Body Scan and Progressive Muscle Relaxation (PMR)

September 19, 2019

 

 

Progressive Muscle Relaxation can be a useful tool to accomplish two goals:

 

Helping the muscles of the body to release tension, which can directly reduce physical pain

  1. Helping us come back into the experience of sensations in our bodies, which can help the brain to send more pain relieving signals 

 

In order to try a Body Scan / PMR exercise for yourself, find a comfortable place to sit or lie down, whichever you expect to be more relaxing and less likely to increase your pain. It may be helpful to record yourself reading this at a slow pace and playing the recording for yourself as you follow these simple steps. The sound of our own voices can be quite healing. 

 

Once you and your body feel settled, pick a spot somewhere between the wall and ceiling in front of you, at about 45 degrees. 

 

Next, take a few gentle breaths, in through your nose…….. and out through your mouth. There is no need to breathe at any particular pace or depth, so long as you’re focusing on the breath moving in through your nose and out through your mouth. After a few such breaths, allow your breathing to slow just a little bit by extending your “out breath” to be just a little longer than you’re “in breath”. 

 

Once this feels comfortable, you can gently allow your eyes to close if they have not already. PMR is an extension of a “body scan”, but with more focus on guiding the body toward relaxation. Over the next few minutes, you will cover each section of your body in sequence, and you may do so top-down (from head to toe) or bottom-up (beginning with your toes and moving up toward your shoulders, neck, and head). In this exercise, we’ll move from head to toe as this tends to be slightly more “grounding” for most people. If any area of your body feels too uncomfortable or tender, you may choose to skip this area altogether and instead spend more time in areas that feel good right now. When you find those areas, notice them and allow yourself to feel them completely. Allow that feeling, in these areas, to spread in all directions, if it will.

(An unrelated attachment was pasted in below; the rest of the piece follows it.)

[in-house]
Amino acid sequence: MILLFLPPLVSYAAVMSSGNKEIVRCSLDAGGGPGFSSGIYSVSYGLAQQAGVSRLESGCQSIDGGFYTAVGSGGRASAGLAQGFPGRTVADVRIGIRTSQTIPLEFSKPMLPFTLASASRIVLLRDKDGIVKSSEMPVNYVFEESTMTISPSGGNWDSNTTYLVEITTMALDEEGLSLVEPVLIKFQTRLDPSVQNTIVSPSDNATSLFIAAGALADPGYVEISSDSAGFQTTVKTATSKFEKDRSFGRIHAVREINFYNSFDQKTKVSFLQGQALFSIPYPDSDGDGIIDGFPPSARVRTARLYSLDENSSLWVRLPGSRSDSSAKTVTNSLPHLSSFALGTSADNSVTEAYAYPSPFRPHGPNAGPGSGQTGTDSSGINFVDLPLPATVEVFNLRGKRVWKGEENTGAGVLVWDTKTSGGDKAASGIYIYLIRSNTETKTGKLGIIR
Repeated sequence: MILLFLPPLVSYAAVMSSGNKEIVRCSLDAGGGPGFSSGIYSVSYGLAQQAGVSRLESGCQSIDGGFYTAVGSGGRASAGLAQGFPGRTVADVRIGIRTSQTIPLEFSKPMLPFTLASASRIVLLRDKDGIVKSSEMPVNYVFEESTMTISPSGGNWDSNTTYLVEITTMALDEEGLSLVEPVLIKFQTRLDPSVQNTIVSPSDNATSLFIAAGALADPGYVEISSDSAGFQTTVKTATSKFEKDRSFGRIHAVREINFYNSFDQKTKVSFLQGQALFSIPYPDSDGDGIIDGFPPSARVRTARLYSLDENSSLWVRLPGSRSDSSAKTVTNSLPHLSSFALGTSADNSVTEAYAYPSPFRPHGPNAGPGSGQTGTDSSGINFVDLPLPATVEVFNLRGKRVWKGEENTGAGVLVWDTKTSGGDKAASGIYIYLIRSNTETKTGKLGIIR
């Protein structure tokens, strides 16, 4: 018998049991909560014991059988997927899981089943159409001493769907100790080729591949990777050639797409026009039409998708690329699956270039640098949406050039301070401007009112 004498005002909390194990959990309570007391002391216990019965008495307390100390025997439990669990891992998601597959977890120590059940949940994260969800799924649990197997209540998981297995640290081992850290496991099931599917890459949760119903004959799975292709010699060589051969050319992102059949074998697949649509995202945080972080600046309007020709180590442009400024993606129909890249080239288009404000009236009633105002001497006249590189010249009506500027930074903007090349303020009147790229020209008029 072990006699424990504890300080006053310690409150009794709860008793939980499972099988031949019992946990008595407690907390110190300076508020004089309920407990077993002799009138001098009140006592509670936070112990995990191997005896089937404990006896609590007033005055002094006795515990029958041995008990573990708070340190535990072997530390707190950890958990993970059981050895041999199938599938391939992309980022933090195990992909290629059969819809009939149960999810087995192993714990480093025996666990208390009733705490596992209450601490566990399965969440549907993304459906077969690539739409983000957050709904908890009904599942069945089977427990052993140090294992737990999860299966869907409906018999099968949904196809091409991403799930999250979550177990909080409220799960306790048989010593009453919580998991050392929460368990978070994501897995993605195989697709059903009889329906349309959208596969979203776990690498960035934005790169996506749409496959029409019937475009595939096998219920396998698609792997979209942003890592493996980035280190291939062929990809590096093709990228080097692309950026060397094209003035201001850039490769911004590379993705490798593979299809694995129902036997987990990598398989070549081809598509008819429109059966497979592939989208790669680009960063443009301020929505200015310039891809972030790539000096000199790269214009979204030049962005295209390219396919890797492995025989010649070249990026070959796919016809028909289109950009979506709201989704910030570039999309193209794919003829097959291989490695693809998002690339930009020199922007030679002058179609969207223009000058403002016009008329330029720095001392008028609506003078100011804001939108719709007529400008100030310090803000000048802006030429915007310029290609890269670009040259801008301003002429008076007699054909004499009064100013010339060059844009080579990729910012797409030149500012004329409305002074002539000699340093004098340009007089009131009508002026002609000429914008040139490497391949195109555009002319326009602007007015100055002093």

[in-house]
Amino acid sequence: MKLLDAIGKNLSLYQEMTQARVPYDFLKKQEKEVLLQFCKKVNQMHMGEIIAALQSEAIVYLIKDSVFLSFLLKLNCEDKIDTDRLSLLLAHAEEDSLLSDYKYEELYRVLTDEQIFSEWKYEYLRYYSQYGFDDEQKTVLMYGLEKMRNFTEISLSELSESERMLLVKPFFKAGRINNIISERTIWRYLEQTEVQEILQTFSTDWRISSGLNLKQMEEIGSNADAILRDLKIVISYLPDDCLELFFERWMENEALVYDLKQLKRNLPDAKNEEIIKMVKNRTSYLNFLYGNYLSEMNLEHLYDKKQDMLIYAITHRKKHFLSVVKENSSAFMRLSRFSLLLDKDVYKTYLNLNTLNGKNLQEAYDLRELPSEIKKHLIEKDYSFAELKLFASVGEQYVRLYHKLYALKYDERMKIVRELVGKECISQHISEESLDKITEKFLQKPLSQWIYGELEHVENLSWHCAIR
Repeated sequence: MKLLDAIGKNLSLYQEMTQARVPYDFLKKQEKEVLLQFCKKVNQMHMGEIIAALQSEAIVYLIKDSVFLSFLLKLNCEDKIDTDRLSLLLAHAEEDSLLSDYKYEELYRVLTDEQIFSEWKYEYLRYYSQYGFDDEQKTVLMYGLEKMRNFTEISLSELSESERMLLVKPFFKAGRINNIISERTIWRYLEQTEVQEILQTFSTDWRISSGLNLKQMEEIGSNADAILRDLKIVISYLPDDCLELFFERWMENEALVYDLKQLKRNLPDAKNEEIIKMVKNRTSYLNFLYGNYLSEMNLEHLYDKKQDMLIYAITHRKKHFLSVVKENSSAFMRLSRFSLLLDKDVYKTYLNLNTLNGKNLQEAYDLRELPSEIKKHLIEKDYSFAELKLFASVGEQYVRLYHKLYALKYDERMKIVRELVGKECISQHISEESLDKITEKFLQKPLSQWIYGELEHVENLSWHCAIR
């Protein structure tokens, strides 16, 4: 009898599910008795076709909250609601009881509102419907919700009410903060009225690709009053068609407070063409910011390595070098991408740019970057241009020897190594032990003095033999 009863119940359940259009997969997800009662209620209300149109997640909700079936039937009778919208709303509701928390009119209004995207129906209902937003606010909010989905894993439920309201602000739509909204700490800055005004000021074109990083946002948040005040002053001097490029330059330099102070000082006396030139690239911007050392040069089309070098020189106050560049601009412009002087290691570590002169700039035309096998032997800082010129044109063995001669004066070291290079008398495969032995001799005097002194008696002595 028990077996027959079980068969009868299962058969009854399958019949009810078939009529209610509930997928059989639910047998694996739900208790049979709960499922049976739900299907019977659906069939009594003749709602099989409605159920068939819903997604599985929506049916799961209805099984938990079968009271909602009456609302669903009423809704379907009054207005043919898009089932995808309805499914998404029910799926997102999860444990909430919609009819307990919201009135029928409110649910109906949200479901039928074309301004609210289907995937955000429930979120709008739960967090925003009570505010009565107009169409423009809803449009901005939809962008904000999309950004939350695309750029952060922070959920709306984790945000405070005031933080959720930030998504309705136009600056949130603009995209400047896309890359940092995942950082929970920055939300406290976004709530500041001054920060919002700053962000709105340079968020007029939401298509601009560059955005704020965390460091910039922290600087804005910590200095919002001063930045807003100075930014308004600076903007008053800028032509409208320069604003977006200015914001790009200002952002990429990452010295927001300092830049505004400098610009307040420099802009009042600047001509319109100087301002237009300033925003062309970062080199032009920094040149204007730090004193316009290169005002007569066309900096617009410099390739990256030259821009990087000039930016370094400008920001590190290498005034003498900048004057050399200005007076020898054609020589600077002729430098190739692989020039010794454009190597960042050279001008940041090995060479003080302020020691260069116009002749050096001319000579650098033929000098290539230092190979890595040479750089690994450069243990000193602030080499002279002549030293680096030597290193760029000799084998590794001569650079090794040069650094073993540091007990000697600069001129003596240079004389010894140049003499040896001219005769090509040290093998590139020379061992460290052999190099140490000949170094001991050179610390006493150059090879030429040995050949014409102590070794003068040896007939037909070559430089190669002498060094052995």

Now, to begin……focus your attention on the muscles of your jaw, perhaps moving your mouth and jaw slightly to “activate” those muscles and to more easily notice them. Get a sense of how this part of your body “feels” and simply take note of that sensation. Whatever you feel is right for this moment. Once you’ve had a moment to acknowledge this feeling, see if you can alter it for just a moment by clenching the muscles of your jaw…… for just a second or two….. until you allow that tension to release. Noticing the contrast in sensation between clenching and relaxation, you may choose to do so a few times to really get a sense of how it feels different……notice the contrast in how this area feels. Many people hold tension in their physical bodies, and for some the most common area is the jaw. Once you’ve had a chance to notice the difference in sensation between tension and relaxation in this part of your body, allow it to ease and relax just one more time. 

 

Next, move up to the muscles around your eyes and perform the same technique, ending with a feeling of relaxation and release once more. During this process, as you move through different body areas, it is helpful to continue to breathe gently, in through your nose and out through your mouth. 

 

After the area around your eyes, move up toward the muscles of your forehead and scalp. The process is the same for each body area, spending as much time in each as feels right in the moment. Spending enough time, though, to:

 

  1. Notice how the area feels, without judgment or trying to understand what that feeling means

  2. Contract the area for a few moments

  3. Release this tension, and notice the difference in sensation

  4. Stay relaxed as you move to the next body area

 

In this same way, allow your focus to move down to your neck……… and now your shoulders……and now your chest and abdomen. Noticing, clenching gently, and then releasing. Moving now to your back….your upper back……then slowly your lower back. Noticing…..clenching….releasing…..noticing once again. 

 

Continuing the process at the pace that feels most comfortable to you, moving down to your hips…..and your thighs……moving past your knee to your lower leg……the muscle around your ankles, and now your feet. 

 

If you’d like, you may choose to do the same now in reverse, at any pace that feels comfortable. What is most important in these few minutes or even brief moments is to simply be with your body. To notice it, and allow it to speak to you as it needs. Reducing tension can directly reduce pain. Use this as a tool as often as is helpful. 

 

Note: for some people, Progressive Relaxation (as opposed to Progressive Muscle Relaxation) may be helpful, as drawing attention to clenching painful muscles may still be too difficult. If you find yourself in this situation, simply skip the “clenching” step and instead:

 

  1. Notice

  2. Release tension

     

     

     

     

     

     

     

     

     

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